By Manish M Suvarna
A majority of commercial paper (CP) redemptions between January and March 2022 are likely to be rolled over, as issuers are expected to lock in lower rates before rise in yields as the Reserve Bank of India (RBI) normalises liquidity by withdrawing the surplus from the banking system.
According to the data compiled from market sources, CPs worth Rs 2.41 lakh crore are up for redemption in January-March, of which February has the highest maturities pending at Rs 90,760 crore, followed by Rs 83,296.65 crore in March. Reliance Retail Ventures, Reliance Jio Infocomm, National Bank for Agriculture and Rural Development, Reliance Industries and Tata Steel have heavy maturities pending in the January-March period.
“We believe that a major part of the redemptions in January-March 2022 will be rolled over. The rolling over of CPs or money market instruments depend on a lot of factors and not just interest rates,” said Puneet Pal, head – fixed income, PGIM Mutual Fund.
The RBI has been withdrawing surplus liquidity from the banking system, which has pushed up short-term rates higher. They are expected to inch up further in tighter liquidity conditions and hence issuers are expected to roll over their papers due to mature in this fiscal to avoid paying higher rates. The rates on papers issued by manufacturing companies were trading in the range of 3.82-4.08% and those on non-banking finance companies were trading between 4.15-4.40%.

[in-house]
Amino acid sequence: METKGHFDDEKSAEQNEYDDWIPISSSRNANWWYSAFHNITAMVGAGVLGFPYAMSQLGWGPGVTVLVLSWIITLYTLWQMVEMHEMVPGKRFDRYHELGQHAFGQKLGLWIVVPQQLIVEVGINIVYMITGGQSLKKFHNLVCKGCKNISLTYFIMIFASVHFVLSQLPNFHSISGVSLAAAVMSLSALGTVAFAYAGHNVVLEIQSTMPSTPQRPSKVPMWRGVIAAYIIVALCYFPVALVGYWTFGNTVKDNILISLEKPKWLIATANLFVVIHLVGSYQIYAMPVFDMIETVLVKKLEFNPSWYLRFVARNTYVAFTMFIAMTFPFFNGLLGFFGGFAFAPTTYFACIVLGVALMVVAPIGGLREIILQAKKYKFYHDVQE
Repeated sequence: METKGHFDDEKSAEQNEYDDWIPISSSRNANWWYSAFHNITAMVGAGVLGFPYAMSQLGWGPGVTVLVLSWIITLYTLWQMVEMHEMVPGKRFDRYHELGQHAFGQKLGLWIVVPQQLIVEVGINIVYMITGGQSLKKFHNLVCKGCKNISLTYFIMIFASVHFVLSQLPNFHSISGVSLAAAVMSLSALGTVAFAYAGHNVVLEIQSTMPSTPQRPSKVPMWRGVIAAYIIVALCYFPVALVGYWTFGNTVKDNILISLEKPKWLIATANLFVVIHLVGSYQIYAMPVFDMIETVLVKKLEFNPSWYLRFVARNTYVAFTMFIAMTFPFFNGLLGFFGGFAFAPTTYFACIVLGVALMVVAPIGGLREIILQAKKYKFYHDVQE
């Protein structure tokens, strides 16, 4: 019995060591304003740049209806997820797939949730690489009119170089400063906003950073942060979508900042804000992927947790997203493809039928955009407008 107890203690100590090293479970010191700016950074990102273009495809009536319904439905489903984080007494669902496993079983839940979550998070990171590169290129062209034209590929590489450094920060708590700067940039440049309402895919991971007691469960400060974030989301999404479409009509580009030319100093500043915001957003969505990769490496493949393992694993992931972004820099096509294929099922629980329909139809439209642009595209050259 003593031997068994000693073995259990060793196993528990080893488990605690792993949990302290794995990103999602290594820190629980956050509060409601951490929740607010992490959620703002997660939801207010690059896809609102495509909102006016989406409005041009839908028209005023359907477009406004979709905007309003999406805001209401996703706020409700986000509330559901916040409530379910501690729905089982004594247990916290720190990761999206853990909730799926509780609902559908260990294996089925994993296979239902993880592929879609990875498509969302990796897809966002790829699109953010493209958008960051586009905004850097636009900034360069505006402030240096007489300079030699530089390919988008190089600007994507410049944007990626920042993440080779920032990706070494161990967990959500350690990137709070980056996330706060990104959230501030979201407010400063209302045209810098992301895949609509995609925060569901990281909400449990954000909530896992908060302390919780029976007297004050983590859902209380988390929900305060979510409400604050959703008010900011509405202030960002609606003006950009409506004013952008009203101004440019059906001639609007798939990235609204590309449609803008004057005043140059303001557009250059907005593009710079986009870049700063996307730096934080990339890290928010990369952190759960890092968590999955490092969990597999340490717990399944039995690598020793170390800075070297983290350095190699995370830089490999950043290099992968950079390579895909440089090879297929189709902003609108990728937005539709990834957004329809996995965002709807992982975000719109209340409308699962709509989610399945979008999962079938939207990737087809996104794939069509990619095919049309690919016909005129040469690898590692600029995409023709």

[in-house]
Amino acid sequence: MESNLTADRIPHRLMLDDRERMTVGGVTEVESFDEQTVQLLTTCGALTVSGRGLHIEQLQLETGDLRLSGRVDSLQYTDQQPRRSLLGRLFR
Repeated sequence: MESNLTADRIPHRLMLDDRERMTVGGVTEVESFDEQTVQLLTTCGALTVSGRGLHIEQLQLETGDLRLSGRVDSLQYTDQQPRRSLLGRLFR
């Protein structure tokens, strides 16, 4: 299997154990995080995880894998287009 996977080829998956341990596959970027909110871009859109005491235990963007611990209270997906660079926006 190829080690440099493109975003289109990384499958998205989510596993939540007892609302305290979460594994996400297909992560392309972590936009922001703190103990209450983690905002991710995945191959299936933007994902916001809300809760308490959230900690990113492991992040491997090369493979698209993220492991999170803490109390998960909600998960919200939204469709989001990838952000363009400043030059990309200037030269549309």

Currently, the surplus liquidity in the banking system is estimated to be around `5.36 lakh crore, which has almost narrowed in the past few days. “CPs are normally issued for meeting short-term requirements by corporates, such as working capital financing, and hence, there is the likelihood of these papers getting rolled over,” said Marzban Irani, CIO – fixed income, LIC Mutual Fund Asset Management.
However, some market participants expect issuers to redeem their papers as mutual funds face redemption pressure at the year-end and pull back their investments. Mutual funds are larger buyers of CPs through funds received from liquid funds and money market schemes.
Meanwhile, issuances of CPs are also expected to rise as the economy has started to operate close to normal levels and as working capital requirements go up. An increase in credit offtake will also lead to an uptick in issuances. “The latest credit growth data also points to increase in credit offtake, which will lead to increase in borrowings from the capital markets,” Pal said.